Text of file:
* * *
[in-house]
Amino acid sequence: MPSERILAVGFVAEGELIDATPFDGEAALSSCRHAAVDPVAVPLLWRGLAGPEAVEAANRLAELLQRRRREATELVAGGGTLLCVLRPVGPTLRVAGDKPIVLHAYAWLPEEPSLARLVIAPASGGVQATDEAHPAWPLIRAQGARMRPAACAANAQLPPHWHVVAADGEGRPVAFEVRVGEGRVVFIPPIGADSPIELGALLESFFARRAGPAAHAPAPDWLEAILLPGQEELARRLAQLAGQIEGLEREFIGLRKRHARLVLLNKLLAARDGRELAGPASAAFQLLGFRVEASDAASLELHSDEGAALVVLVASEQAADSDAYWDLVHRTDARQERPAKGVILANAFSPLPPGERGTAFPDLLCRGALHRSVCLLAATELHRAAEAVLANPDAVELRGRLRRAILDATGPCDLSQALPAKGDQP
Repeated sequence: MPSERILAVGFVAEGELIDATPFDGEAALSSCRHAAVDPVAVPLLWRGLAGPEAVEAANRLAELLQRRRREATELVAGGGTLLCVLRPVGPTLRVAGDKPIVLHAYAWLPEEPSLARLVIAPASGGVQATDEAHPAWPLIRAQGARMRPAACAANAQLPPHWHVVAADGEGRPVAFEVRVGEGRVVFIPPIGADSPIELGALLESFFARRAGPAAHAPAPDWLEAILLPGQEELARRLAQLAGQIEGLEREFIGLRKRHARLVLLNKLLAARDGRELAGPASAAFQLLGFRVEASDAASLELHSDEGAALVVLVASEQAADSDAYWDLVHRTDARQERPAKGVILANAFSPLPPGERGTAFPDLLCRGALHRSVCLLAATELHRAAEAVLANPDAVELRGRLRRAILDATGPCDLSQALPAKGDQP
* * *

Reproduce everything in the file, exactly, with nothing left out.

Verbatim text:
[in-house]
Amino acid sequence: MPSERILAVGFVAEGELIDATPFDGEAALSSCRHAAVDPVAVPLLWRGLAGPEAVEAANRLAELLQRRRREATELVAGGGTLLCVLRPVGPTLRVAGDKPIVLHAYAWLPEEPSLARLVIAPASGGVQATDEAHPAWPLIRAQGARMRPAACAANAQLPPHWHVVAADGEGRPVAFEVRVGEGRVVFIPPIGADSPIELGALLESFFARRAGPAAHAPAPDWLEAILLPGQEELARRLAQLAGQIEGLEREFIGLRKRHARLVLLNKLLAARDGRELAGPASAAFQLLGFRVEASDAASLELHSDEGAALVVLVASEQAADSDAYWDLVHRTDARQERPAKGVILANAFSPLPPGERGTAFPDLLCRGALHRSVCLLAATELHRAAEAVLANPDAVELRGRLRRAILDATGPCDLSQALPAKGDQP
Repeated sequence: MPSERILAVGFVAEGELIDATPFDGEAALSSCRHAAVDPVAVPLLWRGLAGPEAVEAANRLAELLQRRRREATELVAGGGTLLCVLRPVGPTLRVAGDKPIVLHAYAWLPEEPSLARLVIAPASGGVQATDEAHPAWPLIRAQGARMRPAACAANAQLPPHWHVVAADGEGRPVAFEVRVGEGRVVFIPPIGADSPIELGALLESFFARRAGPAAHAPAPDWLEAILLPGQEELARRLAQLAGQIEGLEREFIGLRKRHARLVLLNKLLAARDGRELAGPASAAFQLLGFRVEASDAASLELHSDEGAALVVLVASEQAADSDAYWDLVHRTDARQERPAKGVILANAFSPLPPGERGTAFPDLLCRGALHRSVCLLAATELHRAAEAVLANPDAVELRGRLRRAILDATGPCDLSQALPAKGDQP